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Crime Victims - Mediation

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Another way victims can play an active role in resolving crimes against them is through a process called victim-offender mediation. In mediation, both the victim and offender must agree to meet and attempt to settle their dispute in a face-to-face manner, under the guidance of a mediator (a neutral party who helps resolve conflicts).

The mediation process predates the modern U.S. criminal justice system and was widely used in ancient times. Native American tribal justice systems have existed for centuries and still used this approach in the late 1990s. Several hundred mediation programs existed in the United States in the early twenty-first century. They can be found in the court system or the offices of sheriffs and prosecutors.

Mediation does require offenders to assume personal responsibility for their actions by admitting to the crime. The goal is to negotiate an agreement concerning the crime, with both parties having the opportunity to tell their stories and discuss what can be done to resolve the issues facing them. If the mediation is successful, the victim and offender write an agreement and sign it. The offender usually agrees to pay some compensation, perform services, or seek counseling. Mediators assign someone from their office to make sure both parties carry out terms of the agreement.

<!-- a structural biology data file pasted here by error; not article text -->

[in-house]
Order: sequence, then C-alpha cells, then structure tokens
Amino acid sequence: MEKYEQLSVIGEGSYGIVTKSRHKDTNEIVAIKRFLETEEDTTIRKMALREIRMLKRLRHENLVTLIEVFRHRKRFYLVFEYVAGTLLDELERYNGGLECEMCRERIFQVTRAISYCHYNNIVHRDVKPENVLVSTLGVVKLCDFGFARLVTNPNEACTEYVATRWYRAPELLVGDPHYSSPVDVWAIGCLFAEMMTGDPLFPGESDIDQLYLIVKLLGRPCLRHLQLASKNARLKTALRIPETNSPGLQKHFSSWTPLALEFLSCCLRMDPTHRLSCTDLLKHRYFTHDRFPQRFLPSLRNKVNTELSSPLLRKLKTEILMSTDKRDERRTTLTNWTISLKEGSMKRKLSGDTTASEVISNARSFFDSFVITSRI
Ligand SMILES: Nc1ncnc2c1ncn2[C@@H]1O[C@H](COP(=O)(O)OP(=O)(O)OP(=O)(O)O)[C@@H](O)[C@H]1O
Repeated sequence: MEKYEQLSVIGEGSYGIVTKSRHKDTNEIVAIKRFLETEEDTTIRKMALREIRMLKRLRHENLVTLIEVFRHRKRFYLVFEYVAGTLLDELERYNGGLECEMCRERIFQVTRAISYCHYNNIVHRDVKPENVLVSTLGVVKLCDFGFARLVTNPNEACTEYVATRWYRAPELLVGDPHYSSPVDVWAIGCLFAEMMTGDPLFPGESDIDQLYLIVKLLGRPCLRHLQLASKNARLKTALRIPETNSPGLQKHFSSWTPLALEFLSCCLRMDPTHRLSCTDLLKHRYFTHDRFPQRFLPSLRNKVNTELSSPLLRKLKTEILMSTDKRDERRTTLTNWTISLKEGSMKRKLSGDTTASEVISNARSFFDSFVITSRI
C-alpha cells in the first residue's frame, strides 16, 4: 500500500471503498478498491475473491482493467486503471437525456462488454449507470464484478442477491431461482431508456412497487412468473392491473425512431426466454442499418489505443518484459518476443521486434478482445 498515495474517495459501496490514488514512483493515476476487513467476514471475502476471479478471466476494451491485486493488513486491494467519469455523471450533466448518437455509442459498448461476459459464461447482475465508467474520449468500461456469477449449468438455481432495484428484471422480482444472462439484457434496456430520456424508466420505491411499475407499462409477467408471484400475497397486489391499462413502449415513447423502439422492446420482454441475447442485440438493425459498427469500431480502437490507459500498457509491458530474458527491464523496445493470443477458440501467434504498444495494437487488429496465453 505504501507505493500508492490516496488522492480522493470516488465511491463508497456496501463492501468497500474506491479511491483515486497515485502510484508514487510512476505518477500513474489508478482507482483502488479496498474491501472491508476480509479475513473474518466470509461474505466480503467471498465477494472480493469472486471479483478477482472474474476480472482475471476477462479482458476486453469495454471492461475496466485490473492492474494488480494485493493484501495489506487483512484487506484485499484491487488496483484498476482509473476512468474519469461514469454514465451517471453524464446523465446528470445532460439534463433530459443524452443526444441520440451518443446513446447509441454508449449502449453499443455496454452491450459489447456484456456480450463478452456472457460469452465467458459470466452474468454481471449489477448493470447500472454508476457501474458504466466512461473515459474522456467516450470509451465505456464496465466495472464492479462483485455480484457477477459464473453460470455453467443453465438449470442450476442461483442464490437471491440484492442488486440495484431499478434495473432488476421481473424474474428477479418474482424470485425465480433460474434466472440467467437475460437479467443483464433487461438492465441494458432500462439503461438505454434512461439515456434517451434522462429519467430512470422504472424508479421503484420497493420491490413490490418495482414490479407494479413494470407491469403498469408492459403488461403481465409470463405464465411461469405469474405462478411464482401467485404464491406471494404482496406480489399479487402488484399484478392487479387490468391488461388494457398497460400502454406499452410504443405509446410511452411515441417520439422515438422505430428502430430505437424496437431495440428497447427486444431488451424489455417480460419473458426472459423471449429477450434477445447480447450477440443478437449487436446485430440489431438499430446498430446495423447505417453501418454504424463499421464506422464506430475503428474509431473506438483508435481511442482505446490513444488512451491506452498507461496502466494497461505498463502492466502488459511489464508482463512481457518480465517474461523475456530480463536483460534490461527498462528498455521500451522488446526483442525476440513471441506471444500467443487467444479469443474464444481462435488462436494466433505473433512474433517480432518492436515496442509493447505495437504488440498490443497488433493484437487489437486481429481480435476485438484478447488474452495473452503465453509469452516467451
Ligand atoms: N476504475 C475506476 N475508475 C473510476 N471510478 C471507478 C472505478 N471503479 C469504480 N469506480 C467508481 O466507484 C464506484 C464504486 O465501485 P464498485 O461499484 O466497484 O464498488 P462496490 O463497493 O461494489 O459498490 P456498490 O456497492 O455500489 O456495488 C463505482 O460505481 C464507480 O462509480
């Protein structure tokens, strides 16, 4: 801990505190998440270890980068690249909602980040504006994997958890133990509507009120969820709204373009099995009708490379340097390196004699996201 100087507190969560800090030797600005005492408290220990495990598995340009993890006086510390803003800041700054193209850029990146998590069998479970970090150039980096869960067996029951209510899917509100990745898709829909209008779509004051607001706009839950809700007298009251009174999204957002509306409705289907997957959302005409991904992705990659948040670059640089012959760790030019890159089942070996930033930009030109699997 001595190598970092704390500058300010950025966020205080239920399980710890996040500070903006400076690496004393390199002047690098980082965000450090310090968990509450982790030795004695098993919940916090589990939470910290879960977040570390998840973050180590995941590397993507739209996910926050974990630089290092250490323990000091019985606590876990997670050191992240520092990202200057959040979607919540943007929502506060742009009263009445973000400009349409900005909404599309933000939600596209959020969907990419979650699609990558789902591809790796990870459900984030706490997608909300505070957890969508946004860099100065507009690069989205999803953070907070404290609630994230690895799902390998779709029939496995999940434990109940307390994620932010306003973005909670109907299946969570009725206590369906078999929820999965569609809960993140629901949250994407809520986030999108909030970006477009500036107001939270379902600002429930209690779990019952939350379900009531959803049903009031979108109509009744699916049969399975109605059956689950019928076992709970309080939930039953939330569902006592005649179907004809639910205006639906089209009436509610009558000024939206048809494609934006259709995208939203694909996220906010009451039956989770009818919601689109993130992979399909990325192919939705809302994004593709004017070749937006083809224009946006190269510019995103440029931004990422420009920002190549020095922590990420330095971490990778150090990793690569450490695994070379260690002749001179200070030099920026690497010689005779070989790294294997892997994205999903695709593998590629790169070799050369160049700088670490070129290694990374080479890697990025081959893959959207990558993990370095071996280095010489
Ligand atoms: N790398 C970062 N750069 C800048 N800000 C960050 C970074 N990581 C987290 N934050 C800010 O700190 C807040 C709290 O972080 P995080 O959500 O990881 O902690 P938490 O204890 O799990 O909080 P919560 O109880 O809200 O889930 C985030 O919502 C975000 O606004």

Occasionally, no agreement can be reached through mediation and the case returns to the usual criminal justice process. By this time, however, offenders have already admitted to their crimes as part of the mediation process. In some situations, the criminal justice system may still prosecute the case, even after an agreement is reached.

Mediations of more serious crimes, including murder, do occur though not as often. These cases, however, are more likely to be pursued after criminal prosecution has been completed and are usually conducted within a prison.

Mediation poses some risks to victims. If the offender fails to carry out the terms of the agreement, the victim may feel victimized once again. Most agreements, however, are honored; in these cases victims find their fears decrease while offenders often make positive changes in their lives as well.

Crime Victims - Protecting Victims [next] [back] Crime Victims - Victims' Bill Of Rights

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